Germany, on January 24, 2023, outlined its vision policy on how the country will work with partners within the African continent, DW reported.
According to the development policy visions outlined by German Development Minister Svenja Schulze on Tuesday, Berlin aims to work with independent organizations and national governments to address overreaching challenges that could trigger new conflicts, mass migrations, pandemics and higher global carbon emissions.
The 36-page document was generated after a 6-month joint consultation with European and African representatives drawn from different groups such as political, business, academia, civil society, and youth, Schulze said, adding that job creation within the continent’s rapidly growing population was the core of Germany’s new strategy.
“It is jobs that make the difference between a lack of prospects, frustration, and instability on the one hand and development, innovation, and overcoming crises on the other,” Schulze said.
The Minister added that Africa is an emerging continent with one of the fastest growing populations, estimated to reach 2.5 billion by 2050, rich in sun, wind and mineral resources that can be tapped into to create 25 million jobs yearly. The strategy highlighted the need for social and ecological change to achieve prosperity, preserve livelihoods, and promote social justice.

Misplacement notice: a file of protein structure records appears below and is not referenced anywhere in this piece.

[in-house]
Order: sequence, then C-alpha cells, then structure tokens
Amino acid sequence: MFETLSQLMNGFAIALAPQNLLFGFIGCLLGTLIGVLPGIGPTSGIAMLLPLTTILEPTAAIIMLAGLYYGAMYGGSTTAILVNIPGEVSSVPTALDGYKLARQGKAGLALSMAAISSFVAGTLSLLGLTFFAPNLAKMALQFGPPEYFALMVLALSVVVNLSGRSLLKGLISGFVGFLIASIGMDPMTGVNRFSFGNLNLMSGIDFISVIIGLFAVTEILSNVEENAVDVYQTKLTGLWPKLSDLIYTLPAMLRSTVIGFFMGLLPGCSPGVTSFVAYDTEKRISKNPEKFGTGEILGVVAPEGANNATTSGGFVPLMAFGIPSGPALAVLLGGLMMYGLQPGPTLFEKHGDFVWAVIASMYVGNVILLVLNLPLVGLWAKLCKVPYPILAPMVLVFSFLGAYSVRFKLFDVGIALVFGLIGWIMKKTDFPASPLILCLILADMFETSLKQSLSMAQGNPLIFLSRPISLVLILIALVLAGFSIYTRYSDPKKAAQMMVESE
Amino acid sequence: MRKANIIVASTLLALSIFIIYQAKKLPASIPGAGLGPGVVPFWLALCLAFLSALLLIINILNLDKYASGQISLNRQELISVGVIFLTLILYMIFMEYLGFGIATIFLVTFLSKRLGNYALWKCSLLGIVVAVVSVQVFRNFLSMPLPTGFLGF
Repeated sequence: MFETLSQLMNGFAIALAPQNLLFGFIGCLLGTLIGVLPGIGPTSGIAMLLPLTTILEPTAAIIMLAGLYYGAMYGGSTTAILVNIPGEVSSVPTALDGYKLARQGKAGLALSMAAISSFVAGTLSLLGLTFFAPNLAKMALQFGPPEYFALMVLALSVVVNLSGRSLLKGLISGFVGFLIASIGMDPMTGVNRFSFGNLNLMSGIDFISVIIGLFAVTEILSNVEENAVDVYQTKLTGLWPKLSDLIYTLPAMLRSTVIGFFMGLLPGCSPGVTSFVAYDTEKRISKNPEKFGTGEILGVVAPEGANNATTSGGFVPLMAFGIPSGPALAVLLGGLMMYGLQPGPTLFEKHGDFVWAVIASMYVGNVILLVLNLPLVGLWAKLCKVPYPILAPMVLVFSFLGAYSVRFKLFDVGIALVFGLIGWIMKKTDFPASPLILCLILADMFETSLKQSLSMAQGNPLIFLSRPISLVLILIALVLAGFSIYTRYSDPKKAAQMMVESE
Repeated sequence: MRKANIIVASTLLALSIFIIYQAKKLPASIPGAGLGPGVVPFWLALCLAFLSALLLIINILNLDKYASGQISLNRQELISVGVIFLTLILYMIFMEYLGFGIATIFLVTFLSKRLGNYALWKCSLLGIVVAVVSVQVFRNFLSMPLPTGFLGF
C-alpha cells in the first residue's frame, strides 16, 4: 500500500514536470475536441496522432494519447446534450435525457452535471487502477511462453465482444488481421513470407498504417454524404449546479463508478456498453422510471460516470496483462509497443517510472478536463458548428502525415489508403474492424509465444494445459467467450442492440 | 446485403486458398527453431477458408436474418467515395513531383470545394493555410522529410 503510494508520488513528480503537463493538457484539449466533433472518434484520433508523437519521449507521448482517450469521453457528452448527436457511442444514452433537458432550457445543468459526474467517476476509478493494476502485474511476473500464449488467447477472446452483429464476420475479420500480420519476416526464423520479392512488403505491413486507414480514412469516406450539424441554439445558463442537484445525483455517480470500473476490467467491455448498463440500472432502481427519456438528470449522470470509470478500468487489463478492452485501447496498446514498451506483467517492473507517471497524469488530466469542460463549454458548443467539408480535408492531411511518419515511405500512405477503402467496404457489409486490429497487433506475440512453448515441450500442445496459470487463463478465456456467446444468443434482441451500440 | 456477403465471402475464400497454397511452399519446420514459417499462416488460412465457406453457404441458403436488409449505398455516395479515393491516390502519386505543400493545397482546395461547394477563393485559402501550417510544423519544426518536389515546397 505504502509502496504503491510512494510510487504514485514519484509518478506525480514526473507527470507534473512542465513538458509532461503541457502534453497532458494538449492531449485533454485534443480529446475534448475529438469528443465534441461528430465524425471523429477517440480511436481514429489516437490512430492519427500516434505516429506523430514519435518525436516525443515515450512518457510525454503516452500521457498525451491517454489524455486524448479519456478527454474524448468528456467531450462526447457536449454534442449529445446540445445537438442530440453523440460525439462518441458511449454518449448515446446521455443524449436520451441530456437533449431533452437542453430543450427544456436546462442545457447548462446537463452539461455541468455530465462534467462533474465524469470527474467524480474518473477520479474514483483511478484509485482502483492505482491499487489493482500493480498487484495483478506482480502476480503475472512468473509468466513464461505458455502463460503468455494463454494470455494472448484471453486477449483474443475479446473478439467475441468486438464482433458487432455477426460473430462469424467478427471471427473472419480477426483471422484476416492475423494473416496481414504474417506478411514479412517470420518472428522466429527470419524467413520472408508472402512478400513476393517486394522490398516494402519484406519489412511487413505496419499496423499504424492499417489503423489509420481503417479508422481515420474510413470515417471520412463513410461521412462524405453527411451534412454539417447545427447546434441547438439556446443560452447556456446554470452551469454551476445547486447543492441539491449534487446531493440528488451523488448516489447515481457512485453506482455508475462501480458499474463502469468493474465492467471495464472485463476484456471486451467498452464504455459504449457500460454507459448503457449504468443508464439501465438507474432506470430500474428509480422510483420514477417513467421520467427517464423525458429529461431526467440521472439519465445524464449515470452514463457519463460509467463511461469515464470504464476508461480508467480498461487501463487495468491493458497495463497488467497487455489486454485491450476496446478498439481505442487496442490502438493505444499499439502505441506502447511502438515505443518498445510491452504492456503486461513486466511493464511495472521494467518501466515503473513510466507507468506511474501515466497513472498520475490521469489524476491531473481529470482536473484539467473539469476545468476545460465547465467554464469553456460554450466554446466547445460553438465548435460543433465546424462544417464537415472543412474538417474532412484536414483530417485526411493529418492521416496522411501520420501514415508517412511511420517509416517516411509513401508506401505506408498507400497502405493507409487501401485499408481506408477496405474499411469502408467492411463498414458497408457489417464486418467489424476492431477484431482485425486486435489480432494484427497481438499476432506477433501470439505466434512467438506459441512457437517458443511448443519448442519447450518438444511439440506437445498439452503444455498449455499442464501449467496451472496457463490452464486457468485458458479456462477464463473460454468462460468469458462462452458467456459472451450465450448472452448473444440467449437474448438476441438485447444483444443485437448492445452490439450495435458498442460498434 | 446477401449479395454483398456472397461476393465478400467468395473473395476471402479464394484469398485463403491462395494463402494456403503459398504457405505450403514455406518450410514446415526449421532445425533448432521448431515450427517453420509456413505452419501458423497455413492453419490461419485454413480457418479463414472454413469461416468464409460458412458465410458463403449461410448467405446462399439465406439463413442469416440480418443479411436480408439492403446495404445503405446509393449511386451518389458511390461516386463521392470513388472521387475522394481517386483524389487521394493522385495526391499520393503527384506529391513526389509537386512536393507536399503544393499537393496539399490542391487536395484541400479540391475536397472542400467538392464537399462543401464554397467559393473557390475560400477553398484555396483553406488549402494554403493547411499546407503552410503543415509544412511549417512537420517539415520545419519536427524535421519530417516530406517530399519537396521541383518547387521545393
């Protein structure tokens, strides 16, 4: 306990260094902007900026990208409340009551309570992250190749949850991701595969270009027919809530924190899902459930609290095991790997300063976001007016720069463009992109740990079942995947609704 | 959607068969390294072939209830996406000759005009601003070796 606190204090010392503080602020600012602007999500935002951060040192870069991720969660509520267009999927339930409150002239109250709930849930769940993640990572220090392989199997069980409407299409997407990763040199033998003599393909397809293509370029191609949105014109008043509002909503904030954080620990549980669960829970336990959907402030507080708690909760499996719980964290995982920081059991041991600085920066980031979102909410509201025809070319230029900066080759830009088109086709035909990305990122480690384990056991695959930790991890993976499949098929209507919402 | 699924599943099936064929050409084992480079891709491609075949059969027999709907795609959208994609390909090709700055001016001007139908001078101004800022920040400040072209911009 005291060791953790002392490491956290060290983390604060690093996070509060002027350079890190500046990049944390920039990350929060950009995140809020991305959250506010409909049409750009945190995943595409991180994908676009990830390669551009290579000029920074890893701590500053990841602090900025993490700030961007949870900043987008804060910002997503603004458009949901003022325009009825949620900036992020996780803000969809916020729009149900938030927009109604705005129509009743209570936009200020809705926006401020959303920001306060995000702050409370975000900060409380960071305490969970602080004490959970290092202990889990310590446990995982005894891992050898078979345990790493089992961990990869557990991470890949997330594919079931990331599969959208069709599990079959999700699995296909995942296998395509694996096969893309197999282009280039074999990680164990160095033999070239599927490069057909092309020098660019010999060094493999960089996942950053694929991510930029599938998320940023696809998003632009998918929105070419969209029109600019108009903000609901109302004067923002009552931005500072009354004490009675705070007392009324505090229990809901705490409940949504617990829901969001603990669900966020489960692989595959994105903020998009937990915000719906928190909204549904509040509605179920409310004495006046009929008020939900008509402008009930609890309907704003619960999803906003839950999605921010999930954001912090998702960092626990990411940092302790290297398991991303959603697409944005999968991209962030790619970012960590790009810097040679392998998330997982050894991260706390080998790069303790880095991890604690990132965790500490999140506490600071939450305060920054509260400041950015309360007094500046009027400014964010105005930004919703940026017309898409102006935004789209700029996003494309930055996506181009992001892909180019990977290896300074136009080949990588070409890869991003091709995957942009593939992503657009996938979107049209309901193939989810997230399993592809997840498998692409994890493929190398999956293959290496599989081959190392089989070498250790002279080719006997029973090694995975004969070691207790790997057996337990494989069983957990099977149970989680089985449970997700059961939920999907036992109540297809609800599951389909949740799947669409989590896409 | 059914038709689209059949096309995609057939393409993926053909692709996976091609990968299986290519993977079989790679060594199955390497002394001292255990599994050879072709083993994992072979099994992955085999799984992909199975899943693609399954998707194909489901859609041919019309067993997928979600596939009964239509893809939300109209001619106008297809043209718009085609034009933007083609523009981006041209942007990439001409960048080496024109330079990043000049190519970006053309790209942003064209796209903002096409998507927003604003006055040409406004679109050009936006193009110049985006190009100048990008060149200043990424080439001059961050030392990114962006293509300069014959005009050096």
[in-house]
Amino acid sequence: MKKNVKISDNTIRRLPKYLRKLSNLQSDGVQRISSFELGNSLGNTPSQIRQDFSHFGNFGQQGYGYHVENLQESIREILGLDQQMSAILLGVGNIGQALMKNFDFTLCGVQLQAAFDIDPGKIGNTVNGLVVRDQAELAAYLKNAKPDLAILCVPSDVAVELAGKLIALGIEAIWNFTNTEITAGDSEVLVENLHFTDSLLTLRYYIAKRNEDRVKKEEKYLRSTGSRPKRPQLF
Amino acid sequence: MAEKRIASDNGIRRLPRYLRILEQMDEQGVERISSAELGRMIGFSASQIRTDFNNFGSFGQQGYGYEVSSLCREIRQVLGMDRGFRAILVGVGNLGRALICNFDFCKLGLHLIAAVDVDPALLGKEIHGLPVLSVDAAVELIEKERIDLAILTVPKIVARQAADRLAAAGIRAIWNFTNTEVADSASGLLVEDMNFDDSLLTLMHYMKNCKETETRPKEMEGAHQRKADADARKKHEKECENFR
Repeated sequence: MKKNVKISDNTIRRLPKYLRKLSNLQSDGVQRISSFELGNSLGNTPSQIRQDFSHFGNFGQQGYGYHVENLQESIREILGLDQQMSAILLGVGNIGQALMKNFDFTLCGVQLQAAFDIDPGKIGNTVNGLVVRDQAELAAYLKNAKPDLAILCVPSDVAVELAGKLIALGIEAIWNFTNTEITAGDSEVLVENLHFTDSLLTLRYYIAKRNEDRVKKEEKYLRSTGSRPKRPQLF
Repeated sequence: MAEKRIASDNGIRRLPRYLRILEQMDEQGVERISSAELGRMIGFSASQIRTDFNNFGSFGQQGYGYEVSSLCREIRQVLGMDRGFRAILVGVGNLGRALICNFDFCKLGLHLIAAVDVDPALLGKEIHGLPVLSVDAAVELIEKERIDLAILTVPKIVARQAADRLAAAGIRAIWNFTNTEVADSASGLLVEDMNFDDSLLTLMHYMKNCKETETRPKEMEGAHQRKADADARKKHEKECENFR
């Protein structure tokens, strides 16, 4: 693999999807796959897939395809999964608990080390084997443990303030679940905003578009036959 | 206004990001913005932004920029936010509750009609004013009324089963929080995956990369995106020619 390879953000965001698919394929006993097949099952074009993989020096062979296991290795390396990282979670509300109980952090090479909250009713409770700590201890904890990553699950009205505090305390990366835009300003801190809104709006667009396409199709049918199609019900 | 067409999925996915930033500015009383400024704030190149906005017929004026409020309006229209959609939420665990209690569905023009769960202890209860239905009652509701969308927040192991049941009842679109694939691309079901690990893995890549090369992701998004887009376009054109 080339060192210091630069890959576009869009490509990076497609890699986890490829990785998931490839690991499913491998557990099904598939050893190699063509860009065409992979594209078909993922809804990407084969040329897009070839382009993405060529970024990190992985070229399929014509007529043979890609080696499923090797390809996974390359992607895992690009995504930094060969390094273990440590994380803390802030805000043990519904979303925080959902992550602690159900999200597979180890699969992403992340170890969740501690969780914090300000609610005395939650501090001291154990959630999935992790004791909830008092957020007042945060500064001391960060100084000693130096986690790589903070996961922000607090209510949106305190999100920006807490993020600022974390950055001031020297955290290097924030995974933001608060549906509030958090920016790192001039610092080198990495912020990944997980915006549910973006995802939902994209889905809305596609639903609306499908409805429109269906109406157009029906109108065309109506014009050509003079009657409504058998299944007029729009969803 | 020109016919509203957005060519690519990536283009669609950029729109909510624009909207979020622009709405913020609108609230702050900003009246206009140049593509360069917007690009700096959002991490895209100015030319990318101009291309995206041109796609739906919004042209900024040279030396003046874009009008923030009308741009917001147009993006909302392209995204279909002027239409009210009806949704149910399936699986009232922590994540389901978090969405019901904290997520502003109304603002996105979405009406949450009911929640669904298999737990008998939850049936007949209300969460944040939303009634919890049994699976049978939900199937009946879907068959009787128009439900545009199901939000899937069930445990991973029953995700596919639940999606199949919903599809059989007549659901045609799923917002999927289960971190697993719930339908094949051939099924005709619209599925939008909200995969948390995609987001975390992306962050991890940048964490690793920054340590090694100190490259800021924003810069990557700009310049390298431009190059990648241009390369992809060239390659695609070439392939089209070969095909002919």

Noting the lack of access to Coronavirus vaccines by many African nations at the height of the pandemic, the Minister said Germany could strive to ensure the African continent had access to vaccines in any future pandemic, which is in line with the African Union goal of producing 60% of all vaccines needed in Africa by 2040.
Schulze added that treating Africa with “respect and fairness” was not only a moral obligation but also in Germany’s self-interest, as well as other European nations.
Germany will work in development cooperation to create sustainable jobs with fair wages in economic sectors that do not cause harm to the environment and climate, focusing on expanding renewable energies, waste recycling, wastewater recycling, vaccine production, water and sanitation.
While the Minister praised the strategy, Germany’s conservative CDU/CSU political opposition criticized the strategy saying it focused on buzzwords instead of concrete solutions for job creation, with the far-left Die Linke (The Left) opposition party also voicing objections.
Religious aid organizations Misereor and Bread for the World welcomed the Ministry’s strategy for Africa but said it lacked clear focus on pressing issues such as the fight against hunger, which has been of great concern over the years. “There are no statements in the strategy paper that would hold Germany and the EU accountable for measures to combat hunger,” the organization’s president, Pirmin Spiegel said.